China mulls lessening number of crimes punishable by death   2010-08-23 10:34:06 FeedbackPrintRSS

BEIJING, Aug. 23 (Xinhua) -- A draft amendment to China's Criminal Law has proposed reducing the number of crimes subject to the death penalty to better protect human rights.

The draft amendment was submitted Monday to the Standing Committee of the National People's Congress (NPC), China's top legislature, for its first reading.

If the amendment becomes law, it will be the first time the number of crimes subject to the death penalty has been reduced since the People's Republic of China enacted its criminal law in 1979. It will also be a major move by China to limit the use of the death penalty, after the Supreme People's Court in 2007 began to review and approve all death penalty decisions.

China currently stipulates that 68 crimes are punishable by the death penalty. The draft amendment eliminates capital punishment for 13 economy-related non-violent offences, a drop of 19.1 percent.

Death penalties had been mainly meted out for seven or eight crimes - including murder, rape and robbery - but rarely given for other crimes, so there is room for reducing the number of crimes punishable by execution, said Chen Zexian, a criminal law expert at the China Law Society.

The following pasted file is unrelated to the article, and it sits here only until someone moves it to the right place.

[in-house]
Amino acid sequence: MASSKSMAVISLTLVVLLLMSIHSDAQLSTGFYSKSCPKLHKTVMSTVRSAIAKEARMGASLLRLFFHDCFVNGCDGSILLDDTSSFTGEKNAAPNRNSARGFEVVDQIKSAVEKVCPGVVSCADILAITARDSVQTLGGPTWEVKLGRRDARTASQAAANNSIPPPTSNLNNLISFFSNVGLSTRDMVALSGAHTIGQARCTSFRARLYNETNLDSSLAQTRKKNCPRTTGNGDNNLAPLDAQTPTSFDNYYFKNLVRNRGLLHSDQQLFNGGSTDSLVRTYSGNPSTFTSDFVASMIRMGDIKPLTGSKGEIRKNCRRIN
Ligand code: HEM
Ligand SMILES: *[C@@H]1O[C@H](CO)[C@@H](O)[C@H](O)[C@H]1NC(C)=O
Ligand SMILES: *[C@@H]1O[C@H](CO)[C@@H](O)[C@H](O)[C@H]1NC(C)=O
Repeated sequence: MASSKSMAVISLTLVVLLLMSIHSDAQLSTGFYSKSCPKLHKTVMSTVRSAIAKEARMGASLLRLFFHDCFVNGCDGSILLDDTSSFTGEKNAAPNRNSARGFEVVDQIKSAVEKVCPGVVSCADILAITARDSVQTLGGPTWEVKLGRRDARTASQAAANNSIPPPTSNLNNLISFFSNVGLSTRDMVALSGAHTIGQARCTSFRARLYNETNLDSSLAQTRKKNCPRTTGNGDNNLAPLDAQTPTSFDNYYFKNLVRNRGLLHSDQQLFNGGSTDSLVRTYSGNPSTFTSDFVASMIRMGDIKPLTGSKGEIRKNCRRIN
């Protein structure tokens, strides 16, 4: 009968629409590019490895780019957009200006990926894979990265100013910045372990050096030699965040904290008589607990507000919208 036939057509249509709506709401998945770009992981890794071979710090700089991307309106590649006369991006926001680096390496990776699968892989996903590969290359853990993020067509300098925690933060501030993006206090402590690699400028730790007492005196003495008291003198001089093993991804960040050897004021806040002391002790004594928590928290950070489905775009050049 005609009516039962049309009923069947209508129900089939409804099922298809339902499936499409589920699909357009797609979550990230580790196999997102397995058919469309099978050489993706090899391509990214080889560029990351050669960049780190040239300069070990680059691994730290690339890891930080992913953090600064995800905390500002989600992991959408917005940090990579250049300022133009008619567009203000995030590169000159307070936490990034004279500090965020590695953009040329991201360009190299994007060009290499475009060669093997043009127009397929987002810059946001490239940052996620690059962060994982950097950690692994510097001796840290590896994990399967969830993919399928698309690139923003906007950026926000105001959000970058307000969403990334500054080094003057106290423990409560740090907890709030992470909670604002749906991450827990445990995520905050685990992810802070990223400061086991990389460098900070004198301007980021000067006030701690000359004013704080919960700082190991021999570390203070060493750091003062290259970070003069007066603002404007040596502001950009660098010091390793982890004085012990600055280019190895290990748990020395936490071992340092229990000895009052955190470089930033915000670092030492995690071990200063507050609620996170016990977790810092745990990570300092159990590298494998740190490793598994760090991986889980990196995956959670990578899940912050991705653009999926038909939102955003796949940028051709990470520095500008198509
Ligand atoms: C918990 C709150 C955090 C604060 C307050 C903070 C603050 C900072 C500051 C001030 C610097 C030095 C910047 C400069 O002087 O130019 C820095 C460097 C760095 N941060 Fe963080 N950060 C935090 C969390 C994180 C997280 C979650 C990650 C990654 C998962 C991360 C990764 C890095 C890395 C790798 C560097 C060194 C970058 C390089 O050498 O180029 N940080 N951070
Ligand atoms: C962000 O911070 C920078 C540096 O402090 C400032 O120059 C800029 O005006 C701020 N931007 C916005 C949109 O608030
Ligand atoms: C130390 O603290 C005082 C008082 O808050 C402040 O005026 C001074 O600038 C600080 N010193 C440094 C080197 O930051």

The 13 crimes to be free from capital punishment include smuggling out of the country prohibited cultural relics, gold, silver, and other precious metals and rare animals and their products; carrying out fraudulent activities with financial bills; and carrying out fraudulent activities with letters of credit.

The 13 crimes also include falsely issuing exclusive value-added tax invoices to defraud export tax refunds or to offset taxes; forging or selling forged exclusive value-added tax invoices; teaching crime-committing methods; and robbing ancient cultural ruins, among others.

Li Shishi, director of Commission for Legislative Affairs of the NPC Standing Committee, said that "considering China's current economic and social development reality, appropriately removing the death penalty from some economy-related non-violent offences, will not negatively affect social stability nor public security."

China has made various efforts to limit the death penalty use over recent years. On Jan. 1, 2007, the Supreme People's Court restarted reviewing before approving all death penalty cases to make sure decisions by lower courts are accurate, after media exposed a series of errors in determining such cases since 2005.

While limiting the use of the death penalty, the draft amendment provides stricter rules for commuting the death penalty with a reprieve.

It is the eighth amendment to the country's 1997 version of the Criminal Law. In most cases, a draft law will be read two or three times before being voted for adoption.

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